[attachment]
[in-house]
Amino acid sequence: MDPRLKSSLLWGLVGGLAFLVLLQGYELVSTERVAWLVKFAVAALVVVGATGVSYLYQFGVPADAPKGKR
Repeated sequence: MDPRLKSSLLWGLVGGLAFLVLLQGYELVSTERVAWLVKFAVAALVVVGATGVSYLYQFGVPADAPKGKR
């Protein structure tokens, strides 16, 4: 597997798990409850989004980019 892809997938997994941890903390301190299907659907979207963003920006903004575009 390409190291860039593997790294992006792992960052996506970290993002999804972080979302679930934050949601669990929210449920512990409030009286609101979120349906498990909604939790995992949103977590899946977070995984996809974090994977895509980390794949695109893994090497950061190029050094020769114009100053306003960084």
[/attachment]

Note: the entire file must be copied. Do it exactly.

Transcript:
[in-house]
Amino acid sequence: MDPRLKSSLLWGLVGGLAFLVLLQGYELVSTERVAWLVKFAVAALVVVGATGVSYLYQFGVPADAPKGKR
Repeated sequence: MDPRLKSSLLWGLVGGLAFLVLLQGYELVSTERVAWLVKFAVAALVVVGATGVSYLYQFGVPADAPKGKR
């Protein structure tokens, strides 16, 4: 597997798990409850989004980019 892809997938997994941890903390301190299907659907979207963003920006903004575009 390409190291860039593997790294992006792992960052996506970290993002999804972080979302679930934050949601669990929210449920512990409030009286609101979120349906498990909604939790995992949103977590899946977070995984996809974090994977895509980390794949695109893994090497950061190029050094020769114009100053306003960084």